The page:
Rituals vary from family to family. The woman always sit on her father’s lap before she is given away. Amidst prayers, laughter and sometimes tears, the woman would be carefully hoisted on the lap of the OKA EGBE of the bride’s family. Many years ago, the woman would be sent to the bridegoom house about thitrteen days after IWANIEN OMO and gingerly hoisted either on her husband’s lap or the OKAEGBE of his family. They are done immediately nowadays in the home of the bridegroom. The bride, now known as OVBIOHA would be led by her relatives to the husband’s house with all her property Meanwhile the family and friends of the bridegroom are feasting,drinking, singing and dancing while waiting for the bride to arrive. As the family and friends of the bridegroom awaits the OVBIOHA, messages will arrive suggesting that there are UGHUNGHUN-barriers on the road. The bridegroom has to remove the barriers by sending money to the party, bringing the wife to him or else the wife will not arrive

As they approach the house of the bridegroom, you can hear the echo of OVBIOHA GHA MIEN ARO-ARO, meaning ” Bride ! be proud/ the Bride is proud.” Arrival at the bridegroom’s house is immediately followed by the ceremony of IKPOBO-OVBIOHA-washing of the bride’s hands. A bowl of water with money in it would be brought out. A woman in the bride’s family, sometimes his senior wife would bring out a new headtie, wash the hand of the Ovbioha in the bowl and dries her hand with the headtie. Both the new headtie and the money in the bowl belong to the bride.

A few days later, the bride would taken to the family altar and prayers are said for her. She undergoes what is called the IGBIKHIAVBO ceremony-beating of OKRO on the falt mortar. This would be followed by a visit by the bride’s mother-inlaw and other female members of the family to the newly wed, if they are not living in the same house. She would demand the bed-spread on which they both slept when they had their ” first sexual relationship ” after the wedding. If the bed-spread was stained with blood, the bride was regarded as a virgin and she would be given many presents including money. If it is proven that she was not a virgin, then the preparation for the ceremony of IVIHEN-OATH TAKING ceremony would be set in motion. First, she has has to confess to the older women, the ” other men ” in her life before she got married. The husband would never be told any of her confessions. Then, she would be summoned to the family shrine early in the morning , without warning to take an oath of FIDELITY, FAITHFULLNESS, TRUSTWORTHINESS, HONESTY ETC, to her husband and family. This ceremony is the equivalent of the oath people take in the church, mosque or marriage registry. Once the oath taking ceremony is over, she would be fully accepted into the family. She immediately becomes married not only to her husband but to the family and sometimes to the community.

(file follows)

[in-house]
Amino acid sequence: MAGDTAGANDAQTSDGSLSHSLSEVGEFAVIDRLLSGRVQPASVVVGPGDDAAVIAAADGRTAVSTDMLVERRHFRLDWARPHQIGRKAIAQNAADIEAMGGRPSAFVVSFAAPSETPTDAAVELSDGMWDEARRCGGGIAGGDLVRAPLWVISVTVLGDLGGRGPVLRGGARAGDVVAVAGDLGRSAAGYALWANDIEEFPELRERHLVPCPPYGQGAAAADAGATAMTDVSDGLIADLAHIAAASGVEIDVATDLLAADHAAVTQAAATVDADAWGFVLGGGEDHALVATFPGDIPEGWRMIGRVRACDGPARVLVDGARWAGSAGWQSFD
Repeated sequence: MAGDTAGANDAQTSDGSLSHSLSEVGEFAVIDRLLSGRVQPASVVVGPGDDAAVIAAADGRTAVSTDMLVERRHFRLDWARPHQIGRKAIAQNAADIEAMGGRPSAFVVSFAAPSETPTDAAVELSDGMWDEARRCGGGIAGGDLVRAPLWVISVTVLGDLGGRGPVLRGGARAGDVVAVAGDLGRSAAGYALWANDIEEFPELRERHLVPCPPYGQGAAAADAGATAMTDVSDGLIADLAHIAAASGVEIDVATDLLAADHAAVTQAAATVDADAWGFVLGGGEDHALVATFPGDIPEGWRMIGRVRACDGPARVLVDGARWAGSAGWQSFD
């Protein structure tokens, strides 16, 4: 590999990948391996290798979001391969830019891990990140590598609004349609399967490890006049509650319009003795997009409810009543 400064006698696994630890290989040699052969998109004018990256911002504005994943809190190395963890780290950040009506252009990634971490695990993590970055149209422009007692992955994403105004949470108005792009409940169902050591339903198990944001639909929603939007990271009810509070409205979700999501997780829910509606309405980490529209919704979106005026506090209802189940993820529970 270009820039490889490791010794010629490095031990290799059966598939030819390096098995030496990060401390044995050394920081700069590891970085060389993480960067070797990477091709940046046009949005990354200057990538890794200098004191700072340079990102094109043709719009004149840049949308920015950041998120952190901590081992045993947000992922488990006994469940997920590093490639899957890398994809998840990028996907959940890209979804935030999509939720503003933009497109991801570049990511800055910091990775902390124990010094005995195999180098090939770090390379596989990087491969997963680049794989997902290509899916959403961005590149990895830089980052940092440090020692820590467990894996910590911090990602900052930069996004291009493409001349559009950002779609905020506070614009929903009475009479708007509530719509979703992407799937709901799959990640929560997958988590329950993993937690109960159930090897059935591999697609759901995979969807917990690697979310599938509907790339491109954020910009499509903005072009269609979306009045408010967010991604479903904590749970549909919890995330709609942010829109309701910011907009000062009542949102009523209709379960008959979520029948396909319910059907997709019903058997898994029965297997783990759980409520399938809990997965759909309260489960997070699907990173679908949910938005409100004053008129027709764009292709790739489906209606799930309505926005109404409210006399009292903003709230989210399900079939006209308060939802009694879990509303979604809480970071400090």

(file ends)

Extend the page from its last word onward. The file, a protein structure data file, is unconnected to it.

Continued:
Christianity, Islam and Westernization has already weaken the Edo traditional system of marriage The traditional ceremony, is sometimes done the same day with many of the rituals avoided in the name of christianity or Islam.

Many women would rather die than take the oath we described above. It was the oath that kept our women out of prostitution for many years. Edo women were regarded as very faithful, trustworthy, honest with strong fidelity to their husbands. Neighboring tribes wanted them as wives. It made divorce on the ground of adultery, less common in those days. The scorge of prostitution which has eaten deep into Edo women’s life ( as reported in the news media) should be placed on the shoulders of Christianity, Islam and Westernization.

Ademola Iyi-Eweka

The book is meant for people who are hopeful but seem not to have yet found their purpose on earth. This book will help enable people and communities to progress with a peace of mind towards their destiny.

Need daily devotion materials for you and your family early in the morning or late at night? I used this daily at night to instruct my children about want I expect from them now and into the future. We pray about the devotional message to a higher power, which makes them feel that the expectation is an achievable goal. It is very good at helping you and your family stay focused in improving your quality of life and making better decisions. Always use this daily!

Edo Baby Names: